For Redback Networks, a company that makes high-speed equipment for the Internet, this rule rings especially true. The upstart firm three years ago solidified its position in the market with networking technology that plugs businesses and homes into high-speed Internet connections.
The technology?s success has been a blessing as well as a burden. As demand for broadband connections for corporate and home networks increases, other networking leaders are looking to jump in. Giants such as Cisco Systems, Nortel Networks and Alcatel, as well as smaller companies such as Spring Tide Networks, are working to grab a piece of Redback?s action.
And there is a lot of action to be had, according to industry analysts. The market will grow from $400 million in sales this year to $5 billion by 2003, analyst firm Current Analysis predicts.
Despite the entry of leaders like Cisco into Redback?s small broadband niche, analysts feel the upstart will maintain its position. The firm yesterday released new technology that it says will allow it to jump ahead of other competitors.
"They are continuing to dominate, and they have so many customers right now, it will be even more difficult for the other players to unseat them," said analyst Conrad Leifur of U.S. Bancorp Piper Jaffray.
Redback, whose shares have soared since its initial public offering, says its Subscriber Management System 10000 can handle even more high-speed customers, whether they subscribe to digital subscriber line (DSL) technology or cable-modem technology.
Previously, Redback's technology could only handle 8,000 subscribers on a network. The new device can support 100,000 subscribers, according to Mark Wiener, Redback's director of marketing.
Redback?s competitors, however, offer similar technology. Nortel, Spring Tide and Cosine Communications have also come out with devices that support up to 100,000 subscribers.
The technology "allows Redback to at least match the claims of Nortel, Cosine and Spring Tide," Current Analysis analyst Ron Westfall said. "It solidifies the customer base they have and gives them a clear migration path from first-generation boxes to their bigger, badder boxes."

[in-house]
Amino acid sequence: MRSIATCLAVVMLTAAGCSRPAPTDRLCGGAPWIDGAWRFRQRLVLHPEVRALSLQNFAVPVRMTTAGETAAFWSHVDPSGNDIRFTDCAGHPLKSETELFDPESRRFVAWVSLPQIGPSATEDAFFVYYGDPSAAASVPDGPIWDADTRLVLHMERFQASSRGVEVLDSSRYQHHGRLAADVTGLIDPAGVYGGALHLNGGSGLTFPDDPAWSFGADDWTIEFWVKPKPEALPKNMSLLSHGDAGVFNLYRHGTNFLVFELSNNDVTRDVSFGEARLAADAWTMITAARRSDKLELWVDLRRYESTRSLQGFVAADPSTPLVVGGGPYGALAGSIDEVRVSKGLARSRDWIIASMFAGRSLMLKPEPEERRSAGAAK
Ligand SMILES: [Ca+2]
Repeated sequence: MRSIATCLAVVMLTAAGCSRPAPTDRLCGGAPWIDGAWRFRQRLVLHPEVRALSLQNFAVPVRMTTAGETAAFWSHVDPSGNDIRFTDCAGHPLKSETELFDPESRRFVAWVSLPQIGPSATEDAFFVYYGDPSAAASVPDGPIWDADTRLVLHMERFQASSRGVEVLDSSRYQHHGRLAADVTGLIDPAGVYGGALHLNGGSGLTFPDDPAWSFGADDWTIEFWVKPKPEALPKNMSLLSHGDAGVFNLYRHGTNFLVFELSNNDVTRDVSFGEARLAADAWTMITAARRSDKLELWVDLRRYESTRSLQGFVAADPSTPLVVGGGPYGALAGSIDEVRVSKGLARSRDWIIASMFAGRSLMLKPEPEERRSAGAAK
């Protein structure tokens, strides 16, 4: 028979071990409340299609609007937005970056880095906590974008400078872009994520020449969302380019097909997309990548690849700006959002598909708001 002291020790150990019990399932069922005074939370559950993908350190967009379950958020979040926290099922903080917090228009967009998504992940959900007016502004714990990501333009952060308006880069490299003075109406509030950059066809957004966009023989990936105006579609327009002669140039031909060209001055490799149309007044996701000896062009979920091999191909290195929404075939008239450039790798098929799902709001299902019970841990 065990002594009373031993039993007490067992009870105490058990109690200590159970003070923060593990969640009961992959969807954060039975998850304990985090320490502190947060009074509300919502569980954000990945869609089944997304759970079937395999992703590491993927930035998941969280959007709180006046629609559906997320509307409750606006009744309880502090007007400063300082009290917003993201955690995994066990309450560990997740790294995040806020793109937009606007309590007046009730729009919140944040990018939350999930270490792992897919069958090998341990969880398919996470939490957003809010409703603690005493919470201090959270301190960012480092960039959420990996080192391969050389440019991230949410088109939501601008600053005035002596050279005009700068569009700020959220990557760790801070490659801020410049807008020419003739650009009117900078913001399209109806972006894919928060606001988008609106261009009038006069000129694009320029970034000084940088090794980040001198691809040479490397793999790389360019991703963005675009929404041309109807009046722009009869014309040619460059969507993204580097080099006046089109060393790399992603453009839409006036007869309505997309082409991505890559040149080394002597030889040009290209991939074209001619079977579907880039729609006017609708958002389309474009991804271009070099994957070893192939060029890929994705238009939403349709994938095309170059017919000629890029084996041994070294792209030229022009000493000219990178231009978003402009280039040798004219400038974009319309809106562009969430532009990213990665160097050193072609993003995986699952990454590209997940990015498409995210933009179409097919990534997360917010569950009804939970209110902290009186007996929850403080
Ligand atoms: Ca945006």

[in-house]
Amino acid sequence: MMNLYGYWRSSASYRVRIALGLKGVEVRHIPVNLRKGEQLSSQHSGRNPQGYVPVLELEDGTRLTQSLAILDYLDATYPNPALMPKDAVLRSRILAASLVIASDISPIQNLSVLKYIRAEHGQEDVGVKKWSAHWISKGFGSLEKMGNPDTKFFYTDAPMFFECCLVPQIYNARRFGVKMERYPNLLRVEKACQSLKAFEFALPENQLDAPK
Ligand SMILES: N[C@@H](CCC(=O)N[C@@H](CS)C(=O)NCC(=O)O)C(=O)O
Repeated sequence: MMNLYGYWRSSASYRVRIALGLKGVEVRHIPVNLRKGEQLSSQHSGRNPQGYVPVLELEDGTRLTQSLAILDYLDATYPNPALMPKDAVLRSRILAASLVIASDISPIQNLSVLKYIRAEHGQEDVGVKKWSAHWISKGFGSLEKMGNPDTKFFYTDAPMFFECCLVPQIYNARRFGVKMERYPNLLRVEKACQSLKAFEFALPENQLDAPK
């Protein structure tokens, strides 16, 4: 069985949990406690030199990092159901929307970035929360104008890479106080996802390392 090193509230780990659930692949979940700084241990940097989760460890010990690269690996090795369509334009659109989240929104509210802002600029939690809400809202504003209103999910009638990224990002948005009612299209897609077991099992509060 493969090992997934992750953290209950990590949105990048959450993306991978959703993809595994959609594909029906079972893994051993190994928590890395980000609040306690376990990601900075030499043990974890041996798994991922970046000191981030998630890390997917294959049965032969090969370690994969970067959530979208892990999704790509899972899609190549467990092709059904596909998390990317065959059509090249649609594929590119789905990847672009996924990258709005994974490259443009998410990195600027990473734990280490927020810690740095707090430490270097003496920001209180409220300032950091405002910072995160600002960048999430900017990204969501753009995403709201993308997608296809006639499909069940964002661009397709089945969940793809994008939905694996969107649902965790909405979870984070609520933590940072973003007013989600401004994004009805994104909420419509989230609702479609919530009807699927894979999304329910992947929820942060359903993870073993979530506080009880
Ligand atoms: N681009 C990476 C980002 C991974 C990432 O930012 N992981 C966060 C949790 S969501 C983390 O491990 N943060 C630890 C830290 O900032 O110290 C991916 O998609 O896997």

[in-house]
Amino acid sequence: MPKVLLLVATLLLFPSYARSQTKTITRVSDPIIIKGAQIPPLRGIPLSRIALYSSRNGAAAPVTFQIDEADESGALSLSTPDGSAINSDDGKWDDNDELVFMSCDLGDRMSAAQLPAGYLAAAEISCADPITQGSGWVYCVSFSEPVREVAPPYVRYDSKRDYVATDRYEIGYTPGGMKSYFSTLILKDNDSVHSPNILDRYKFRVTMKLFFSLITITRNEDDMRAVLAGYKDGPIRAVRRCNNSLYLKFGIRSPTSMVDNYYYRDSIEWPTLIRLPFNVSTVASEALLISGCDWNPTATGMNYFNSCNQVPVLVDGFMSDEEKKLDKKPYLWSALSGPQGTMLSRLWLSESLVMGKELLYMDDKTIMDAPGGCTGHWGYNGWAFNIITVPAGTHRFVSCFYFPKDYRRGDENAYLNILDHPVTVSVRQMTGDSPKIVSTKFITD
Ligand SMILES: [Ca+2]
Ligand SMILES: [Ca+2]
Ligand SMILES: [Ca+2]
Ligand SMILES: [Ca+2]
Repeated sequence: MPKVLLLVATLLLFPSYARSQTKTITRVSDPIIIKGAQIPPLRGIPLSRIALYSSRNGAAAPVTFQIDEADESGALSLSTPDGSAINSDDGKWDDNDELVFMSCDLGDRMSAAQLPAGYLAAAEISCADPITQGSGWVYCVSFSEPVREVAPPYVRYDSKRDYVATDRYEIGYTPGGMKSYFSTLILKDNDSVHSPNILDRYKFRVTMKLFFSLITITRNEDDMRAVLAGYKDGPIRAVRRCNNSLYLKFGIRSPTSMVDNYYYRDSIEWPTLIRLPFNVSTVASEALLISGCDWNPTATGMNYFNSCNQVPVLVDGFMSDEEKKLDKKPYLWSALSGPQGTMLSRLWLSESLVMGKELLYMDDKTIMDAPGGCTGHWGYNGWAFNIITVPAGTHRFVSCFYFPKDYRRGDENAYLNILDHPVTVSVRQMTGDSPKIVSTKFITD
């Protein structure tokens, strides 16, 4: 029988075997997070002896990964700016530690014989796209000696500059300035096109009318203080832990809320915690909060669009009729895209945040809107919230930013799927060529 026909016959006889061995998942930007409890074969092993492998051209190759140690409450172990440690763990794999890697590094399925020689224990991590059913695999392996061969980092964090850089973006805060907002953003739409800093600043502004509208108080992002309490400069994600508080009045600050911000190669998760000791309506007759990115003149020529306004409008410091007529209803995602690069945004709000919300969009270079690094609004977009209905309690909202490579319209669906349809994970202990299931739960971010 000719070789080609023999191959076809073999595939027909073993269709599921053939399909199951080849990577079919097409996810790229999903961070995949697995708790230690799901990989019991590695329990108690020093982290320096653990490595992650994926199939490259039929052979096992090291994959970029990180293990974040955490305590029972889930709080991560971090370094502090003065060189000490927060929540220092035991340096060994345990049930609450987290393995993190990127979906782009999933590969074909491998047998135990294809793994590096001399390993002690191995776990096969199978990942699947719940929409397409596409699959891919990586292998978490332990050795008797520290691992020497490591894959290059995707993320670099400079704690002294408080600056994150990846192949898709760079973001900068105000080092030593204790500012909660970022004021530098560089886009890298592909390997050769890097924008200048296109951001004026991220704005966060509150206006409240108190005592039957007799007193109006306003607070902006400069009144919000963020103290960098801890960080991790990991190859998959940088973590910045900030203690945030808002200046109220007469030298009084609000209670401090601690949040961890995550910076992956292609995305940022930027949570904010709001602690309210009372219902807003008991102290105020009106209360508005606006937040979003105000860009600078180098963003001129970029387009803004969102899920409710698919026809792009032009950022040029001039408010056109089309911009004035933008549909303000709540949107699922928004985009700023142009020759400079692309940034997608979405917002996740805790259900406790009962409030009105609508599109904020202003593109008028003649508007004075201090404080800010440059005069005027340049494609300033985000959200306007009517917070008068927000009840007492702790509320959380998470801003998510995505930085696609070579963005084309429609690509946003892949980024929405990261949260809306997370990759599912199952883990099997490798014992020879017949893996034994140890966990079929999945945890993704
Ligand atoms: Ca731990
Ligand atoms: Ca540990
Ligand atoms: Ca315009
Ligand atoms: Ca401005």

Some of Redback's customers include local phone providers Bell Atlantic and SBC Communications and Internet service provider PSINet.
Challenges still exist. While Redback was working on improving its technology, competitors Nortel and Cisco have moved in on Redback's market share.
In the fourth quarter of 1999, Redback claimed 41 percent of the market for the specific broadband technology. Nortel came in second with 36 percent, while Cisco was third with 20 percent, according to market research firm Infonetics Research.
Redback's technology offers support for DSL, cable, wireless and dial-up access. The new device will also bolster T1 and other "leased line" connections--expensive, high-speed Net access connections typically used by corporations--and will allow service providers to offer secure high-speed connections to corporate networks (virtual private networks) over the Internet.
The company also has plans to branch out to other types of networks. Tapping its recent acquisition of optical firm Siara Systems, Redback executives expect to ship new equipment later this year, helping service providers ultimately build a faster Internet.
Leifur, who rates Redback shares a "strong buy," expects the company to continue to thrive in the coming years.
Redback, whose shares split today, posted its first profit in January by earning $2 million, or 4 cents a share on revenue of $26.1 million.
Leifur expects the company's sales for the next quarter to grow 300 percent, compared to a year ago. He also predicts Redback will earn $165 million in revenue this fiscal year, reaching $420 million in 2001.